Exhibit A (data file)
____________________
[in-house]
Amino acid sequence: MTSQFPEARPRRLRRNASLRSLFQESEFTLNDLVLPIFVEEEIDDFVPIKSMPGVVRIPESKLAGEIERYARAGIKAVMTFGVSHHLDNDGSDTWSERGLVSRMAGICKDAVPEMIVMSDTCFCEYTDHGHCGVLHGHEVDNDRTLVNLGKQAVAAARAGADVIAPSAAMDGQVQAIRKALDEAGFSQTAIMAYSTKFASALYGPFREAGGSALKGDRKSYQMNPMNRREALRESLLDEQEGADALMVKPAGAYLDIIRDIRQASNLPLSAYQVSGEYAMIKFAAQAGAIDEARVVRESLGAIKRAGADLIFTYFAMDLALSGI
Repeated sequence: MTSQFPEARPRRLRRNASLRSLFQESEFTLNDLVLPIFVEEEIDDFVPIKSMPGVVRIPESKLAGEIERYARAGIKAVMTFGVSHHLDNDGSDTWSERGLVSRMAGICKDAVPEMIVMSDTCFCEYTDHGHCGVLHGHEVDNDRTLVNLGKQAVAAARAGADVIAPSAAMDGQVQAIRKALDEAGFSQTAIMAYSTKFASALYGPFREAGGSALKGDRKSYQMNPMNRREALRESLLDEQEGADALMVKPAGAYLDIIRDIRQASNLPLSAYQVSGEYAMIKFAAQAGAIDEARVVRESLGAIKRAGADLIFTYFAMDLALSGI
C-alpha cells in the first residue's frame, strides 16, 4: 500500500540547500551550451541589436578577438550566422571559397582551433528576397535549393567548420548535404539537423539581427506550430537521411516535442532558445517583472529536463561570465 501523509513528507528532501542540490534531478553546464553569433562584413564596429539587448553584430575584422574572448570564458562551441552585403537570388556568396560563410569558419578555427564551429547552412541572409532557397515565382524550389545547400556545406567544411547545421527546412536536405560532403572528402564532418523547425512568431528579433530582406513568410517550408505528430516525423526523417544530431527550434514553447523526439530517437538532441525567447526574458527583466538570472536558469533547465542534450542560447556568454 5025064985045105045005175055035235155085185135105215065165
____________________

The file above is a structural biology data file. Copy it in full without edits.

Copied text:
[in-house]
Amino acid sequence: MTSQFPEARPRRLRRNASLRSLFQESEFTLNDLVLPIFVEEEIDDFVPIKSMPGVVRIPESKLAGEIERYARAGIKAVMTFGVSHHLDNDGSDTWSERGLVSRMAGICKDAVPEMIVMSDTCFCEYTDHGHCGVLHGHEVDNDRTLVNLGKQAVAAARAGADVIAPSAAMDGQVQAIRKALDEAGFSQTAIMAYSTKFASALYGPFREAGGSALKGDRKSYQMNPMNRREALRESLLDEQEGADALMVKPAGAYLDIIRDIRQASNLPLSAYQVSGEYAMIKFAAQAGAIDEARVVRESLGAIKRAGADLIFTYFAMDLALSGI
Repeated sequence: MTSQFPEARPRRLRRNASLRSLFQESEFTLNDLVLPIFVEEEIDDFVPIKSMPGVVRIPESKLAGEIERYARAGIKAVMTFGVSHHLDNDGSDTWSERGLVSRMAGICKDAVPEMIVMSDTCFCEYTDHGHCGVLHGHEVDNDRTLVNLGKQAVAAARAGADVIAPSAAMDGQVQAIRKALDEAGFSQTAIMAYSTKFASALYGPFREAGGSALKGDRKSYQMNPMNRREALRESLLDEQEGADALMVKPAGAYLDIIRDIRQASNLPLSAYQVSGEYAMIKFAAQAGAIDEARVVRESLGAIKRAGADLIFTYFAMDLALSGI
C-alpha cells in the first residue's frame, strides 16, 4: 500500500540547500551550451541589436578577438550566422571559397582551433528576397535549393567548420548535404539537423539581427506550430537521411516535442532558445517583472529536463561570465 501523509513528507528532501542540490534531478553546464553569433562584413564596429539587448553584430575584422574572448570564458562551441552585403537570388556568396560563410569558419578555427564551429547552412541572409532557397515565382524550389545547400556545406567544411547545421527546412536536405560532403572528402564532418523547425512568431528579433530582406513568410517550408505528430516525423526523417544530431527550434514553447523526439530517437538532441525567447526574458527583466538570472536558469533547465542534450542560447556568454 5025064985045105045005175055035235155085185135105215065165